IMF DELEGATION SATISFIED WITH TURKEY’S PROGRESSA visiting International Monetary Fund delegation headed by Turkey Desk Chief Juha Kahkonen has completed its first review in Turkey this year. Reportedly, the writing of Turkey’s Letter of Intent has been completed, with both sides agreed on it. The IMF delegation is reportedly satisfied with the government’s economic program in general, and it is expected to leave Turkey early this week. /Aksam/
 BODRUM TO HOST WORLD AUTO RALLY IN MAYThe Aegean coastal town of Bodrum is set to host this summer’s 2002 World Classic Auto Rally. Some 150 autos are expected to participate in the rally, which will be held on May 15-19. /Hurriyet/
 FROM THE COLUMNS...FROM THE COLUMNS...FROM THE COLUMNS
 THE ISSUE OF IRAQ BY MUSTAFA BALBAY (CUMHURIYET)Columnist Mustafa Balbay comments on the reactions to a possible US intervention in Iraq and Turkey’s views on the issue. A summary of his column is as follows:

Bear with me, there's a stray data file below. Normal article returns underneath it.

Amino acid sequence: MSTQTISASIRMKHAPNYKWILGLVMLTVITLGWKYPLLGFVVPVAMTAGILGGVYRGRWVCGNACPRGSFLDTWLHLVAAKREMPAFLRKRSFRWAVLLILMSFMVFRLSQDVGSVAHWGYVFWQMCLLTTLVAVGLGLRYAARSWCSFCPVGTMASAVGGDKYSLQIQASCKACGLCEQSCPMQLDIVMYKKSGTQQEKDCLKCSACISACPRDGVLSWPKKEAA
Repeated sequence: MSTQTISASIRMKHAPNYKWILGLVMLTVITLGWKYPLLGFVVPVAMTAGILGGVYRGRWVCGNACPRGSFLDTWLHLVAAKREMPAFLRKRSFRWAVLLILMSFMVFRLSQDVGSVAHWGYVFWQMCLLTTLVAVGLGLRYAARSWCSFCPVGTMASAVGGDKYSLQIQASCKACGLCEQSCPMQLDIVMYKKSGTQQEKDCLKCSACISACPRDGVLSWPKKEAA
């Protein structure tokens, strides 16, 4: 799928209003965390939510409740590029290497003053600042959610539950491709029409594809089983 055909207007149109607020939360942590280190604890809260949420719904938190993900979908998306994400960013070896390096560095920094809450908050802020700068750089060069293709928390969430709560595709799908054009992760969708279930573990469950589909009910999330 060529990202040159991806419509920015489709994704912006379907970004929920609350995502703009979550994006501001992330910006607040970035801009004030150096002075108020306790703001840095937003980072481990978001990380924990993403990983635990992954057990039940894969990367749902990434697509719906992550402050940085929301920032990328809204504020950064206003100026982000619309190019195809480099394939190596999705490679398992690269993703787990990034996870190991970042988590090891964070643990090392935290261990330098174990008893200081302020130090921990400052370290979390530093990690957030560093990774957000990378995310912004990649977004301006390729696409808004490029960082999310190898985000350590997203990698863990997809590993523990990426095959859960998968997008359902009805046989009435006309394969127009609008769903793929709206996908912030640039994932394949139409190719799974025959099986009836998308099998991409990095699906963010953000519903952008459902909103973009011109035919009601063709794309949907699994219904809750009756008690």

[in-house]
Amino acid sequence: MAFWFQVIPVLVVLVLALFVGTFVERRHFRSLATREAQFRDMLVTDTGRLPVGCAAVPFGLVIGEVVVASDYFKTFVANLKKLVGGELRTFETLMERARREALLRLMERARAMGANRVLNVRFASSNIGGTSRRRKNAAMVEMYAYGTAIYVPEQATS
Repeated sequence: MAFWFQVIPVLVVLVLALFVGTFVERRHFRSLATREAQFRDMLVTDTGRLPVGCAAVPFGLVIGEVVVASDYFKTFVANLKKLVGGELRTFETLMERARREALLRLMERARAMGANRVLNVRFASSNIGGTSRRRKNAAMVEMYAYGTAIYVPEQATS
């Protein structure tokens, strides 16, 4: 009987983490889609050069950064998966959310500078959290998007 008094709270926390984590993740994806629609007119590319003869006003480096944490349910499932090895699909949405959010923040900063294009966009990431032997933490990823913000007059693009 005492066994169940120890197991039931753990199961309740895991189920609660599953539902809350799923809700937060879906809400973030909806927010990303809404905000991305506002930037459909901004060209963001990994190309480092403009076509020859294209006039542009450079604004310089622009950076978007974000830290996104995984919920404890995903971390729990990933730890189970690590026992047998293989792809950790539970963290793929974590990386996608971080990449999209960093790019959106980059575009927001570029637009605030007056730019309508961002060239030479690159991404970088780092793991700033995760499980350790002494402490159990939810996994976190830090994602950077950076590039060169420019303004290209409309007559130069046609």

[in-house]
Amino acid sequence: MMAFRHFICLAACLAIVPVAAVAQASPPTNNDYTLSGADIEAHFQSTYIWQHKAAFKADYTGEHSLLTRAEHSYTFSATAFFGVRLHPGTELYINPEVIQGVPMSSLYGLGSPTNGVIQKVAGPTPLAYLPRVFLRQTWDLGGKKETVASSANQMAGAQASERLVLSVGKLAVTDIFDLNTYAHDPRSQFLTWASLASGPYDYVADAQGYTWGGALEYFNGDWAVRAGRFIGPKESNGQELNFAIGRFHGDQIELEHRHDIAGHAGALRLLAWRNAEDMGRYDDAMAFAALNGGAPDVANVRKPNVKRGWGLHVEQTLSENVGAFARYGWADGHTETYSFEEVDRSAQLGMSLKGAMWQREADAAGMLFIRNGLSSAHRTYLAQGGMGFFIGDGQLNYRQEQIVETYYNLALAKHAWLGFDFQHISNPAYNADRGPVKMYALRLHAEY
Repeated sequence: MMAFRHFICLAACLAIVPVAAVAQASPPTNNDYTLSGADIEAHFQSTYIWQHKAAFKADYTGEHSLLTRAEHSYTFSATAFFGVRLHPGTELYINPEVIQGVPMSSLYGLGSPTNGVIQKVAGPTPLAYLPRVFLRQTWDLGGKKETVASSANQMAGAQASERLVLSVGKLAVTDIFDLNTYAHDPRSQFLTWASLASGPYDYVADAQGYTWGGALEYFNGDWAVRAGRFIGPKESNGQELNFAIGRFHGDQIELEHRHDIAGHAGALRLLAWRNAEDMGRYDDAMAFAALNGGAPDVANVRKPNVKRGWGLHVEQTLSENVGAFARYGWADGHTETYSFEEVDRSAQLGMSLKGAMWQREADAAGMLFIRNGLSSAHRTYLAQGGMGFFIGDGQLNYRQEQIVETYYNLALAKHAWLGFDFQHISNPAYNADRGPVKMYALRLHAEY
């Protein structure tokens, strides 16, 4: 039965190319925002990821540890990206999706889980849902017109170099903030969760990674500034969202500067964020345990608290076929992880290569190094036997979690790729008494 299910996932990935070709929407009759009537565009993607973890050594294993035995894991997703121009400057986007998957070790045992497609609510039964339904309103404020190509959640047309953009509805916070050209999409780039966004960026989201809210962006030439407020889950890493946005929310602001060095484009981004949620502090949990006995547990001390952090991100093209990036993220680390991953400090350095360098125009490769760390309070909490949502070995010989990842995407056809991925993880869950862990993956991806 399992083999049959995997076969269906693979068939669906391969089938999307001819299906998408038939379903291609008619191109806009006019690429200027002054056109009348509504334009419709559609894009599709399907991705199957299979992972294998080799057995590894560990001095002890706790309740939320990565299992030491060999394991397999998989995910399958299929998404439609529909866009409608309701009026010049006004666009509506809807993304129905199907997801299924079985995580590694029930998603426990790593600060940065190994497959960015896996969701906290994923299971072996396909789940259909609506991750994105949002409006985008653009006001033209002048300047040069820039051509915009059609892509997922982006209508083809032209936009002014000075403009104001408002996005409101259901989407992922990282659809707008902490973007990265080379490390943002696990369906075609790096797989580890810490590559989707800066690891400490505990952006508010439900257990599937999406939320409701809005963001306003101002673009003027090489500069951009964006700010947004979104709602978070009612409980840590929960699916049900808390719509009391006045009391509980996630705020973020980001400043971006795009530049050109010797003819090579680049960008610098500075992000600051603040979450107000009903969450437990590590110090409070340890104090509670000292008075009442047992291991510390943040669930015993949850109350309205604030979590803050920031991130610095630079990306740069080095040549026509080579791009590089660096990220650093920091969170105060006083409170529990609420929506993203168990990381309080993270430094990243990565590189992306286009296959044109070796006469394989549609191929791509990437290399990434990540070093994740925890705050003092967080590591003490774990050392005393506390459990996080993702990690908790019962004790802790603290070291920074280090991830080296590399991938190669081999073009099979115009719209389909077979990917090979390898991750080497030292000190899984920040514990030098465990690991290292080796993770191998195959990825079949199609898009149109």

“US President George W. Bush has recently ratcheted up the rhetoric on Iraq, calling Saddam Hussein a real problem who should be dealt with. We can easily predict that the current US policy on Iraq will determine how the global balances of power will take shape during the 21st century.
This time, the US seems to be standing alone on Iraq. The issue has three main parties: The European Union, the China-Russia line, and the Arab world.
No decision was made on the issue of Iraq at last week’s EU meeting in Barcelona. The EU has turned a blind eye to the issue for two reasons: 1) There are certain differences of opinion on the issue within the Union itself. 2) The EU does not want to cause any tension in its relations with the US.
Both China and Russia have publicly come out against any US military intervention in Iraq. However, the Bush administration has stated that the US could carry out a military operation in Iraq without the need for any support.
What mostly concerns Turkey is the future effects of such an intervention on the Middle East and the Arab world. US Vice President Dick Cheney is scheduled to arrive in Turkey tomorrow as a part of his Mideast tour. Jordan’s King Abdullah, Saudi Arabian Prince Abdullah and Egyptian President Mubarak have all voiced their opposition to any military intervention in Iraq.